Faith-Based 'War Room's' Director Talks Box Office Success and "Secular Critics"
The Christian drama vastly overperformed in its box-office debut this weekend, earning $11 million from only 1,135 theaters.
Brothers Alex and Stephen Kendrick's faith-based empire is determined to convert religious-centric film doubters to believers through consistent box office success, as witnessed by War Room's $11 million debut this weekend.
Despite playing in only 1,135 theaters, War Room placed No. 2 behind Straight Outta Compton, which grossed $13.2 million from 3,142 locations.
The prayer-themed film marks the highest debut for the siblings, and their fifth collaboration after Courageous (2011), Fireproof (2008) and Facing the Giants (2006). Their first movie, Flywheel, was released on DVD in 2003. All of their projects have gone out through Sony's faith-based TriStar/Affirm label. Courageous is the brothers' highest-earning film with a lifetime gross of $34.5 million.
"The Affirm and Provident partnership with the Kendricks has been proven effective over several films now," Rich Peluso, senior vp of Sony Pictures' Affirm Films said. "They are intimately connected to faith leaders across the country and work hard to integrate themes within their movies that resound with these leaders and provide resources that allow the use of the movie as both entertainment and a useful tool to change lives and hearts."
Earning an A+ CinemaScore — the first film to do so this year since American Sniper — War Room is the first of their films to feature African-Americans in the leading roles. Actor T.C. Stallings was cast following his supporting role in Courageous. War Room, made for $3.5 million, tells the story of a struggling family who searches for a solution through prayer.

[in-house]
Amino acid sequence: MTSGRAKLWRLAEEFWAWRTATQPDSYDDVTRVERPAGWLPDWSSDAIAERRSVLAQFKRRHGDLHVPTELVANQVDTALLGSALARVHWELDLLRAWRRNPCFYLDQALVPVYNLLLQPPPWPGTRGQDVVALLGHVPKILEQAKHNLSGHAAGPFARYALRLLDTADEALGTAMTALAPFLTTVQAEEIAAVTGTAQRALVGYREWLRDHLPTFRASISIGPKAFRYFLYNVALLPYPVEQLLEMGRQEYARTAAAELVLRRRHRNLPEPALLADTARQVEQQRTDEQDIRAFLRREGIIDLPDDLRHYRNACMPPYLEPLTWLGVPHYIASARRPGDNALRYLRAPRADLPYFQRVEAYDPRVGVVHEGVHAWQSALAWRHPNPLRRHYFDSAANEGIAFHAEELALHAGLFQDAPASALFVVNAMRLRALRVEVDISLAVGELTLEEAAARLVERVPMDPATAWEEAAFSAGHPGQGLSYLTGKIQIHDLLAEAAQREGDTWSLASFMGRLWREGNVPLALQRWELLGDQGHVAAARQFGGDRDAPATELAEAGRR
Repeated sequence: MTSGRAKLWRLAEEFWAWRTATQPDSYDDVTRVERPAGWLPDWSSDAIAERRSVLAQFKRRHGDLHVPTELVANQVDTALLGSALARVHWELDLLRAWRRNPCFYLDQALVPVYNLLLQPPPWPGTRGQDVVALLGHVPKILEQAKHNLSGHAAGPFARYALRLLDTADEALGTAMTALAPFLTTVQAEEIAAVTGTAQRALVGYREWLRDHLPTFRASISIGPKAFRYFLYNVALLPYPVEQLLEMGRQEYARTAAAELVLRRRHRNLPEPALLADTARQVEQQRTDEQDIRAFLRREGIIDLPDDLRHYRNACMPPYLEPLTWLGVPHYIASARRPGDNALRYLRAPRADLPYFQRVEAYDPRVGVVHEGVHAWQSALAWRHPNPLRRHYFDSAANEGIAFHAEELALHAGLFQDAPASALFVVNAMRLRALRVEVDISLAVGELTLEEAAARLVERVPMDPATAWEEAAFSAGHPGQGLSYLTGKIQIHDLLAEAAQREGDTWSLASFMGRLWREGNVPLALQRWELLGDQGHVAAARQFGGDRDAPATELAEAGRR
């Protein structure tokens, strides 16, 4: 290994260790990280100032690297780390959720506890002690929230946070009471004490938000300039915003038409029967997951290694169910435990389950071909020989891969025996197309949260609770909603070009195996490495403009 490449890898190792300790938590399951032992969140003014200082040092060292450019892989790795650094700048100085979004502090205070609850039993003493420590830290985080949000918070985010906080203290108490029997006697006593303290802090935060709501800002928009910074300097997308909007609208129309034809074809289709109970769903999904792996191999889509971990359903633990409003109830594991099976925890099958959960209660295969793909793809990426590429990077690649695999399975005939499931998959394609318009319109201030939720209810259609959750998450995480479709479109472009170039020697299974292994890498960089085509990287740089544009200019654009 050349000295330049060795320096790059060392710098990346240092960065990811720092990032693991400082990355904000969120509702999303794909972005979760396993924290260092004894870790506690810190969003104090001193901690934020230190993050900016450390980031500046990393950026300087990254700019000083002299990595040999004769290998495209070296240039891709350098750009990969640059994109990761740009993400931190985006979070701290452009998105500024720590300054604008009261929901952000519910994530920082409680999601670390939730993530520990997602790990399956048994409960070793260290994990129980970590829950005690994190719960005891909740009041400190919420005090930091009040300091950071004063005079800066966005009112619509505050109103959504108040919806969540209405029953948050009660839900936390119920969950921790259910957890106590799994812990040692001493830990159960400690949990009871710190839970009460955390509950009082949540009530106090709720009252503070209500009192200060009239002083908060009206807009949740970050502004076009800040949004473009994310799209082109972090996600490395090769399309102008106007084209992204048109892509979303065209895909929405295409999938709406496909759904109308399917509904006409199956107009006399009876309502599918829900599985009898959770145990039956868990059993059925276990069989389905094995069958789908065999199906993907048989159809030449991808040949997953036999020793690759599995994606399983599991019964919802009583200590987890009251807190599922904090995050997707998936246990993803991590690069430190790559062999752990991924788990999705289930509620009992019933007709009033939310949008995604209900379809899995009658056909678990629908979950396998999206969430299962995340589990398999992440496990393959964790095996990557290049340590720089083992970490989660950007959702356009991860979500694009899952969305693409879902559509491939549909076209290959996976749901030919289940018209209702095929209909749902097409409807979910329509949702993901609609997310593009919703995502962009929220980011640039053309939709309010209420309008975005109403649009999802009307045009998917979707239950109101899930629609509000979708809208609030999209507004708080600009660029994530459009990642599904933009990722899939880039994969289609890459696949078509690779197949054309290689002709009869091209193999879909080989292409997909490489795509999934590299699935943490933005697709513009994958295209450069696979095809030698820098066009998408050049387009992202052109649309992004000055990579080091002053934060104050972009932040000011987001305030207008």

"When we started writing out the plot, it occurred to us that this movie would be more powerful or passionate as told from an African-American perspective," Alex Kendrick, who directed and co-wrote each of the films, told THR. "The African-American church is more visceral, they are more expressive and there is a powerful passion to their prayers."
Alex said that he and his brother received an extensive amount of counsel in creating the project that "was prayed over probably more than anything we've ever done."
"We wanted to be very respectful and honorable in the telling of the story," he continued. "Throughout the entire production, even the edit, we would check with those in the African-American community to give us feedback and we wanted to make sure that the story about prayer was adequately told, but it was done so in the way that would not dishonor anybody."
When asked about their critics' negative reviews of their faith-based project, Alex said he takes them with a smile. "Some of our critics, especially the secular critics, will accuse us of preaching to the choir and accuse us of not hitting our proper audience, which is hilarious to me because we know our audience," he said. "They're not coming at it from our worldview. We get that. All of us have free will. It is a little bit of a hoot sometimes to read what they perceive even as our target audience."
Following the success of this weekend's release, the minister brothers are going to take a year off to spend time with family and friends before returning to the writers' room for their sixth film.
"We want to tell a story that is very uniting," Alex said. "If people leave with a thirst and a hunger to prayer more, then that is success for us."
War Room's debut, which was expected to open in the $5 million range, is the highest-earning faith-based debut since 2014's Heaven Is for Real, which scored a whopping $22.5 million from 2,417 theaters.